This week marks the five-year anniversary since my dad left this world and turned into my angel. There isn’t a day that goes by that I don’t think of him, wishing he were still here for love and guidance, and regretting the many times that we did not connect and that I did not appreciate the amazing gift that was my father.

I don’t know about how it is for others who have lost loved ones, but for me it’s not the big things that I hold on to, but the small moments and memories that constantly flash through my mind…

My dad eating a chocolate cake with a knife rather than fork. That way every sliver is like the first bite.

Family ice skating on Sunday mornings. I remember his gentle pacing as I learned to cross one leg over the other to make a turn at the end of the rink. I was never a great skater, but I became good enough to play club ice hockey in college, and the rhythms of the movements of skating remain a source of peace for me.

Have no ego when you drive, and always leave plenty of space between you and the car in front of you. If someone wants to cut you off, let them. It’s not worth it.

When I sign checks at the office, I draw a big happy face or a giant red bow on the statement part of the checks. Why? Because Dad always wrote a jolly HELLO! on his checks. He said it gave people a smile when they opened the envelope.

More small details… 

Never have a photo facing off the page—you want the eye leading into the words, not away from them…Don’t say “very unique.” Unique by definition is unique and needs no modifier.

When you make a decision, be decisive. Plan carefully. Research deeply. Talk to every wise person you can think of…and then decide and move forward.

Every day there are reminders of him, and in his absence, there are new lessons that are learned and new avenues to explore, independent of his input.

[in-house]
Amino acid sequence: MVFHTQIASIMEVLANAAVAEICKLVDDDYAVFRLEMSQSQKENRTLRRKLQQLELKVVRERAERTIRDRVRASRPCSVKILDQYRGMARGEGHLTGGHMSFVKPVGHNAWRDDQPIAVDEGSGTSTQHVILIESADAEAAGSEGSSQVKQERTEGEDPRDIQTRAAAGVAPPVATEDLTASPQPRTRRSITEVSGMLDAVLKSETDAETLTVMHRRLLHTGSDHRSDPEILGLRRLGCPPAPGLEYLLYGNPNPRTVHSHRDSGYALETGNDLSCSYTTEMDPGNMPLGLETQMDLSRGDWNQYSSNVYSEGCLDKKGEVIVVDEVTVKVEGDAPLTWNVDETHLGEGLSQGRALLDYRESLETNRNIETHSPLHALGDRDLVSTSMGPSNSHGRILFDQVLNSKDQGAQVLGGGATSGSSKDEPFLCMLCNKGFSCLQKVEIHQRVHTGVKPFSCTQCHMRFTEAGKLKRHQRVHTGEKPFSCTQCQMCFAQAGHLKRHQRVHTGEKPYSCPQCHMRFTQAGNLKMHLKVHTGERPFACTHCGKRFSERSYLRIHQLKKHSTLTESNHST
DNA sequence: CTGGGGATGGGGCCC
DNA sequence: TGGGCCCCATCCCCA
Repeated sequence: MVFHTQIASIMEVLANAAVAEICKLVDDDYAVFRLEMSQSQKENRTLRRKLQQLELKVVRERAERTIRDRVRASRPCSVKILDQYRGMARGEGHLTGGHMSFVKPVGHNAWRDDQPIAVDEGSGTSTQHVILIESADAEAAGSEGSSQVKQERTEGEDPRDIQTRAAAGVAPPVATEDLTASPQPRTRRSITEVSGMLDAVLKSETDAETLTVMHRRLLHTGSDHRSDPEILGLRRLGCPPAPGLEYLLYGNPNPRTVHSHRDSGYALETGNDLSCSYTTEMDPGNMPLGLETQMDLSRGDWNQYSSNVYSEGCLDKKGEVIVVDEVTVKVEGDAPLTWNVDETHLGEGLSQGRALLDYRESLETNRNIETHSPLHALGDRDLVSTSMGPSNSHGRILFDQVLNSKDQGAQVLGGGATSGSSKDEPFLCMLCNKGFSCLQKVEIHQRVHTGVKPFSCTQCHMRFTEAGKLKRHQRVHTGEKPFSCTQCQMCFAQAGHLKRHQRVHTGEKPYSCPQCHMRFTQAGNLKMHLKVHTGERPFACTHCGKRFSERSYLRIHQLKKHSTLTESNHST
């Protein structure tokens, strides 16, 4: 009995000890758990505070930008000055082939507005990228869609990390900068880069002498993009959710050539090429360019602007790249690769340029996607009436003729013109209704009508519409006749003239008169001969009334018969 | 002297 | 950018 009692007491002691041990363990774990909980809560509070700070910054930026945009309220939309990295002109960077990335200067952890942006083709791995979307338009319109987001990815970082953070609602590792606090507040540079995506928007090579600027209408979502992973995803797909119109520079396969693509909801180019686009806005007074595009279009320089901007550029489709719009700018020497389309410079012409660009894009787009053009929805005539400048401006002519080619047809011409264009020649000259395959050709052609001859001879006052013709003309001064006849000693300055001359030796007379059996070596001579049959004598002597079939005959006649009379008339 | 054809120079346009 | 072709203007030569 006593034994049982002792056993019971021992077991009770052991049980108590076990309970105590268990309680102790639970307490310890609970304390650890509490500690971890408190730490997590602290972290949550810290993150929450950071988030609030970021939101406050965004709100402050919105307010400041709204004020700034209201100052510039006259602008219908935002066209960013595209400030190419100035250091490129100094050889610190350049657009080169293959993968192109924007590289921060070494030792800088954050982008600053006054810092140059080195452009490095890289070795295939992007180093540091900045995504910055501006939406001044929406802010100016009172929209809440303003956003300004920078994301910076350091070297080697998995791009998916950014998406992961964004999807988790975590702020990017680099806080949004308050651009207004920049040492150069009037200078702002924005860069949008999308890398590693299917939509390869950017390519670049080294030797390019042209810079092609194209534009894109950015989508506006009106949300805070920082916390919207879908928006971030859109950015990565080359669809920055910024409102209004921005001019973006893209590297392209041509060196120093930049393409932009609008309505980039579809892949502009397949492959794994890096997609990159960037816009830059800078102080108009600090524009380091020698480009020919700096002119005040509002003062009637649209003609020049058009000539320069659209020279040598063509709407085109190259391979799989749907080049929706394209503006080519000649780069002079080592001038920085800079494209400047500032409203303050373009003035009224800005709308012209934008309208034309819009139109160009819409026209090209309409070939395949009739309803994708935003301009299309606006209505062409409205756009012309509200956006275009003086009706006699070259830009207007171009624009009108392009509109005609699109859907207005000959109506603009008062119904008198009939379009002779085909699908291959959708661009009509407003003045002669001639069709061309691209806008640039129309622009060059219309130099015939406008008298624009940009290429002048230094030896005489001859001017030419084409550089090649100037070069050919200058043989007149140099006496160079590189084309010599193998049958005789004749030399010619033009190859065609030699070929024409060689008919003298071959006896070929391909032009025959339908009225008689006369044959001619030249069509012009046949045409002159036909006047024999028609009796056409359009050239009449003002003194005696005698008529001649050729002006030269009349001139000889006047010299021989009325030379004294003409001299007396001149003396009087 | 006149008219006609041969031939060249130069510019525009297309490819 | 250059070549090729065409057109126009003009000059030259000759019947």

It’s incredible to see the woman that my mom became when, for the first time in 80+ years, she was free to do what she wanted to do, to be more than a mother and supportive wife. Not that she wasn’t her own version of a powerhouse, but with Dad’s departure, she was free to redefine herself, pursue her interests and spend time with her friends.

Children step into new roles as they fill voids left behind. Who will be the planner of family gatherings…and who will make those big decisions? Who will carve the turkey?

I never would have imagined the roles that I would have had to step into in my father’s absence, nor would I have realized the many lessons that had silently been absorbed into my body and soul and which were then called upon as situations arose. There was a very funny line from the 80’s sitcom My Two Dads when Paul Reiser wags his finger in conversation, pauses, looks down and then says, “When did I grow my mother’s finger?”

When did I grow my father’s insights?

This is the cycle of life. We learn from those in our lives—parents, grandparents, friends, siblings—and then when they are gone, we apply what we have learned to complete our own evolution and growth. Suddenly there are new powers and skills that had previously been silent waiting to be called upon.

As I look forward, what are the skills and lessons being absorbed by those around me? What small moments of magic? What pearls of wisdom? What cringeworthy mistakes that should never be repeated?

I don’t live my life focused on what “they” will remember when I’m gone. But I do live every day choosing my words and behaviors carefully, knowing that they are making an impact. I’m hoping that it’s a positive one.